In Windows 8.1 and earlier versions of the operating system, Usbser.sys is not automatically loaded when a USB-to-serial device is attached to a computer. To load the driver, you need to write an INF that references the modem INF (mdmcpq.inf) by using the Include directive. The directive is required for instantiating the service, copying inbox binaries, and registering a device interface GUID that applications require to find the device and talk to it. That INF specifies 'Usbser' as a lower filter driver in a device stack.
The INF also needs to specify the device setup class as Modem to use mdmcpq.inf. Under the [Version] section of the INF, specify the Modem and the device class GUID. for details, see System-Supplied Device Setup Classes.
For more information, see this KB article.
Starting in Windows 10, Usbser.sys supports USB Selective Suspend. It allows the attached USB-to-serial device to enter a low power state when not in use, while the system remains in the S0 state. When communication with the device resumes, the device can leave the Suspend state and resume Working state. The feature is disabled by default and can be enabled and configured by setting the IdleUsbSelectiveSuspendPolicy entry under this registry key:
To configure power management features of Usbser.sys, you can set IdleUsbSelectiveSuspendPolicy to:
'0x00000001': Enters selective suspend when idle, that is, when there are no active data transfers to or from the device.
'0x00000000': Enters selective suspend only when there are no open handles to the device.
That entry can be added in one of two ways:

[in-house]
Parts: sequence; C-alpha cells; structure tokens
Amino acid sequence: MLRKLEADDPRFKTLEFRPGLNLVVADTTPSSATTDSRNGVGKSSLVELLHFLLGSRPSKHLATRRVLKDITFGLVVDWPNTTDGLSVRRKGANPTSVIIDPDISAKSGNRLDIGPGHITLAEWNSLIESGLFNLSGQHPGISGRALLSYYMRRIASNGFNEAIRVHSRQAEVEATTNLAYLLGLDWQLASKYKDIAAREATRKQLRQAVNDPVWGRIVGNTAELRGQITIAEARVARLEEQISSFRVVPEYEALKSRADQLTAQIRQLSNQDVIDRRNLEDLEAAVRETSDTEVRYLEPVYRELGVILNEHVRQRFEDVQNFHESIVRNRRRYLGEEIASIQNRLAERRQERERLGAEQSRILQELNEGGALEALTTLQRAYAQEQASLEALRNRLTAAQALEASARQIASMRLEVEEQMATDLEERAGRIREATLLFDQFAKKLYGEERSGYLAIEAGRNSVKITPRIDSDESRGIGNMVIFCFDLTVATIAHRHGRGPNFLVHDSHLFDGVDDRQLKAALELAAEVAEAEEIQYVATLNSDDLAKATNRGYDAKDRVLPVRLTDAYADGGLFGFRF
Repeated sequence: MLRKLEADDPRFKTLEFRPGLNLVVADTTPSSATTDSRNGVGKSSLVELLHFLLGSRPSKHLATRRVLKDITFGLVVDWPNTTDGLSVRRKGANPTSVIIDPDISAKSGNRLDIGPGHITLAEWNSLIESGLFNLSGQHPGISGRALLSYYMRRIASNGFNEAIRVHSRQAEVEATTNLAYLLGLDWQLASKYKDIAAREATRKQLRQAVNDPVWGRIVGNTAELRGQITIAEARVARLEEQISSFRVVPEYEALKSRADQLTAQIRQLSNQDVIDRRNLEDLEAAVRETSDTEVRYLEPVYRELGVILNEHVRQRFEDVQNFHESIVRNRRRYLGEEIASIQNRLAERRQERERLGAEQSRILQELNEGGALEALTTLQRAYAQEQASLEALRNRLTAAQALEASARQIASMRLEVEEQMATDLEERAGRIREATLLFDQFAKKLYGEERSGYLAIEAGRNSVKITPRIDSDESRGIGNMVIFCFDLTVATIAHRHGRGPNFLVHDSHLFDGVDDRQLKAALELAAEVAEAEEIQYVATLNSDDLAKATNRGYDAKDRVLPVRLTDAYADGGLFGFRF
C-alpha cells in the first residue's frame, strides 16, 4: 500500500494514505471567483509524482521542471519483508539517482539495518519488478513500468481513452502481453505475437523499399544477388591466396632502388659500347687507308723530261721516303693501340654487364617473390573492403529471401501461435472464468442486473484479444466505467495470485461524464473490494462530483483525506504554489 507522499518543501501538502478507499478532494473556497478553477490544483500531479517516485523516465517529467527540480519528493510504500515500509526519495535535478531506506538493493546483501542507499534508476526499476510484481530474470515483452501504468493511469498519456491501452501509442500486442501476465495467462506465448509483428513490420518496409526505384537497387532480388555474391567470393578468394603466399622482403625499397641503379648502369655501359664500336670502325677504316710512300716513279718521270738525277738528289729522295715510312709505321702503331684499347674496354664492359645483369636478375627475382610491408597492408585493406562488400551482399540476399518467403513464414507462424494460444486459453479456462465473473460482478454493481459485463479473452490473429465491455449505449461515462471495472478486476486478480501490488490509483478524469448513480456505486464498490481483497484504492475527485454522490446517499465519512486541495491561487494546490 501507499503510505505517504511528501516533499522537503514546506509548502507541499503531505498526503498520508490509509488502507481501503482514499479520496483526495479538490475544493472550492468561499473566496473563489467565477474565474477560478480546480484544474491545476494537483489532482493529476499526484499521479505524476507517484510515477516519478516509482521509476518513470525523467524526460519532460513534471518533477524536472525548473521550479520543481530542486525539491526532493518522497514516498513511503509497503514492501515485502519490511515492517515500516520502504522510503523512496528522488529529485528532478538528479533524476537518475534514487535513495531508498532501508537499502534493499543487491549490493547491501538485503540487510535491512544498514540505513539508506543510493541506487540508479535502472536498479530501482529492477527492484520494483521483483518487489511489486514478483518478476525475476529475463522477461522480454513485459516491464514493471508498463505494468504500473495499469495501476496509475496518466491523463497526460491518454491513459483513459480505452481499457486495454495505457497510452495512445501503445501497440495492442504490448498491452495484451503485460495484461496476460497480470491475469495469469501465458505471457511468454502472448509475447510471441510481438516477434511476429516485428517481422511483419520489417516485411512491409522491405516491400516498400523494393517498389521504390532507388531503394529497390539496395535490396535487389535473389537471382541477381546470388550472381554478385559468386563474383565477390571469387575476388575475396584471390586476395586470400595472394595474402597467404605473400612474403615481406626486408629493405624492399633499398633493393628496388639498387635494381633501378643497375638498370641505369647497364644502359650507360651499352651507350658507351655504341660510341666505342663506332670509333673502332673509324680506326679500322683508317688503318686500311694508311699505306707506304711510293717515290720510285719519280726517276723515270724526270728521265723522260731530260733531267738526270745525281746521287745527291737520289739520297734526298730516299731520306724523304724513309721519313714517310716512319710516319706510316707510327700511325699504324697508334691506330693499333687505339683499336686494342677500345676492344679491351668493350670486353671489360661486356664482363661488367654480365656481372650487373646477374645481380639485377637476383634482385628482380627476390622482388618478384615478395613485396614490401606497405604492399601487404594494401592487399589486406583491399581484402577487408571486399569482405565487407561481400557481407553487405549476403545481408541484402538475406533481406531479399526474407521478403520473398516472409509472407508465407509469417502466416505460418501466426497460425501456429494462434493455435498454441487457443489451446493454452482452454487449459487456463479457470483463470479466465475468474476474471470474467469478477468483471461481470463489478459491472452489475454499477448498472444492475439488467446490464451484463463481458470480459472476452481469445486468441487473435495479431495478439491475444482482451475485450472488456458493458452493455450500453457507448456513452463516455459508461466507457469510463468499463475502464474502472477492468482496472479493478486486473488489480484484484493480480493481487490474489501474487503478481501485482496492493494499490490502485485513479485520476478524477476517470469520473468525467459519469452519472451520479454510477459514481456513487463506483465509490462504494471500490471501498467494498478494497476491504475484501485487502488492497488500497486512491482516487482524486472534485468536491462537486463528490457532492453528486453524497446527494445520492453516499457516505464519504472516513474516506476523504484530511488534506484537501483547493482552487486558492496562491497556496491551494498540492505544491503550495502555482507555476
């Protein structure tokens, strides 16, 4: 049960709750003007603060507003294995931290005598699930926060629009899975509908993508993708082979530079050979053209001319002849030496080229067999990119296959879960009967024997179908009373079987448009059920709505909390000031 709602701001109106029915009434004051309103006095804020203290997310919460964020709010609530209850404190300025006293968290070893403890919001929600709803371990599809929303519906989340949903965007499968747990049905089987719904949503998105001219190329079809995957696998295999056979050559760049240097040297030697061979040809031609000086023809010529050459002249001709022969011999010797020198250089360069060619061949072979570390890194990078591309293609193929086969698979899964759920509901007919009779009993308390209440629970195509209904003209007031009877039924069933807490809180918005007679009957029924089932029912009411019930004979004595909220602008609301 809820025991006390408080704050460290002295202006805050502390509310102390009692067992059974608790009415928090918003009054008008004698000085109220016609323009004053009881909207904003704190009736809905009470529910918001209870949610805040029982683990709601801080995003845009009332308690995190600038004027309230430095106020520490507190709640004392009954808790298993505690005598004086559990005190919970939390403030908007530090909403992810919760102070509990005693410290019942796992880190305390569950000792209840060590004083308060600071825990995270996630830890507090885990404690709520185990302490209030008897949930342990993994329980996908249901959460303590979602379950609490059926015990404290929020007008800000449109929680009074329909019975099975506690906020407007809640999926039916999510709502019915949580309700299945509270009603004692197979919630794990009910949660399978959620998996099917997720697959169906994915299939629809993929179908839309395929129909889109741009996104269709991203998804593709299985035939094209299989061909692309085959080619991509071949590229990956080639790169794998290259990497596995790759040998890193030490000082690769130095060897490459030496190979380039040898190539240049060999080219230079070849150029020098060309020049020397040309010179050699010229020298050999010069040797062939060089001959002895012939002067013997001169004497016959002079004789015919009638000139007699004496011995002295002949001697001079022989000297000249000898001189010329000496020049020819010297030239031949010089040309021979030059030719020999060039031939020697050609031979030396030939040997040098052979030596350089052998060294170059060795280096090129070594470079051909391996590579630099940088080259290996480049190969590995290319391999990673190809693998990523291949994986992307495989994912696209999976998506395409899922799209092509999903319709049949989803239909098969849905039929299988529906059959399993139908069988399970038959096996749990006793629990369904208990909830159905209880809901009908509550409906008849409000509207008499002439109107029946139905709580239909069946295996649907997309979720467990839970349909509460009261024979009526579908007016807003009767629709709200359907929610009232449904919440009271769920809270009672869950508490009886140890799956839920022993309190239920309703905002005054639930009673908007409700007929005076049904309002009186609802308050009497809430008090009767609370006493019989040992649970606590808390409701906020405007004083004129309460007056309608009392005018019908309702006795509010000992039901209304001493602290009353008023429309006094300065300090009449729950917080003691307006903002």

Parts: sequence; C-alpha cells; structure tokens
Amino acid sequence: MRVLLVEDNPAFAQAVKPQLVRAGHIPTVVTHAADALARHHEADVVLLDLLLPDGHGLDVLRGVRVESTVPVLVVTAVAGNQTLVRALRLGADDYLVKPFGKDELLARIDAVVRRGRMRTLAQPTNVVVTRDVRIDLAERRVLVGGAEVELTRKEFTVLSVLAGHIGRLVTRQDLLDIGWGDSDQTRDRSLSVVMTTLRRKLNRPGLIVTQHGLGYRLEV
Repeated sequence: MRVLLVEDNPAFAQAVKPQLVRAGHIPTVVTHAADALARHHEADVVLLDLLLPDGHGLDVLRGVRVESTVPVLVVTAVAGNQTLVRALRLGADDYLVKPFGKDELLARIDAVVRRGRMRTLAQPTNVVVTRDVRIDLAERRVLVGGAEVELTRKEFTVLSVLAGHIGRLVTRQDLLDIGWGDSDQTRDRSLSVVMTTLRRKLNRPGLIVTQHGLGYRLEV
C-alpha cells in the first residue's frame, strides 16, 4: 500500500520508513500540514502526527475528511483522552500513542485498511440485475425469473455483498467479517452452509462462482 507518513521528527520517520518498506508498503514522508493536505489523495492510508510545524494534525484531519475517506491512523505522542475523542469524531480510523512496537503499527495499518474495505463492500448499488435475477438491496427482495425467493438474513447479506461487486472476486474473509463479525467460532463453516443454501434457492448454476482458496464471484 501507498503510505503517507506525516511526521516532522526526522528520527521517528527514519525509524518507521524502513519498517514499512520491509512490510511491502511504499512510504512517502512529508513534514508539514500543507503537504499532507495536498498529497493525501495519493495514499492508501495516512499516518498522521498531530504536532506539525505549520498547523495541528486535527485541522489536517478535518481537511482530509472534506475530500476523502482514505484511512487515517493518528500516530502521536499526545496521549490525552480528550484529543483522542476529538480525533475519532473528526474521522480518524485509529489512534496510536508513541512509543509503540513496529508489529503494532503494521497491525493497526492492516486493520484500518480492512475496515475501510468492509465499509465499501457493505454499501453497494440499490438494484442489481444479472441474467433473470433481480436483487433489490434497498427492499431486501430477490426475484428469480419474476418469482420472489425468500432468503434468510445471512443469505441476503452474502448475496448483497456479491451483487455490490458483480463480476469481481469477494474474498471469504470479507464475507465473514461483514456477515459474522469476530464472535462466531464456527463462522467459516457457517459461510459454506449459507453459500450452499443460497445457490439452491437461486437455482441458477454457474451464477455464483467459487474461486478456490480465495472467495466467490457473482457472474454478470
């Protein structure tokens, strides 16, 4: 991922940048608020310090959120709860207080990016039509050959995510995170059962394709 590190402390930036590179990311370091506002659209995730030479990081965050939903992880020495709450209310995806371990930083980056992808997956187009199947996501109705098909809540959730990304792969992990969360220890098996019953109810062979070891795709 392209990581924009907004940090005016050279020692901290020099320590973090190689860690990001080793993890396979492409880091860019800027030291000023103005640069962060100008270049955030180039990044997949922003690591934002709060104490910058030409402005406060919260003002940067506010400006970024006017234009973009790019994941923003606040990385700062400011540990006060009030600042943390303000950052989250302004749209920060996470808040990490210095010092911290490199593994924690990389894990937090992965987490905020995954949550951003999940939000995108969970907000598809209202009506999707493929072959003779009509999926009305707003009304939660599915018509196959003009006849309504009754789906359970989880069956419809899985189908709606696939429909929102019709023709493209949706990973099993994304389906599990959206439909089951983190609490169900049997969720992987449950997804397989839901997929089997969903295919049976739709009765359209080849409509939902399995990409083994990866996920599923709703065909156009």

Write an INF that references the install INF and add the registry entry in the HW.AddReg section.
Describe the registry entry in an extended properties OS feature descriptor. Add a custom property section that sets the bPropertyName field to a Unicode string, 'IdleUsbSelectiveSuspendPolicy' and wPropertyNameLength to 62 bytes. Set the bPropertyData field to '0x00000001' or '0x00000000'. The property values are stored as little-endian 32-bit integers.
For more information, see Microsoft OS Descriptors.
If you install Usbser.sys for the USB CDC device, here are the application programming model options:
Starting in Windows 10, a Windows app can send requests to Usbser.sys by using the Windows.Devices.SerialCommunication namespace. It defines Windows Runtime classes that can use to communicate with a USB CDC device through a serial port or some abstraction of a serial port. The classes provide functionality to discover such serial device, read and write data, and control serial-specific properties for flow control, such as setting baud rate, signal states.
In Windows 8.1 and earlier versions, you can write a Windows desktop application that opens a virtual COM port and communicates with the device. For more information, see:
Win32 programming model:
.NET framework programming model: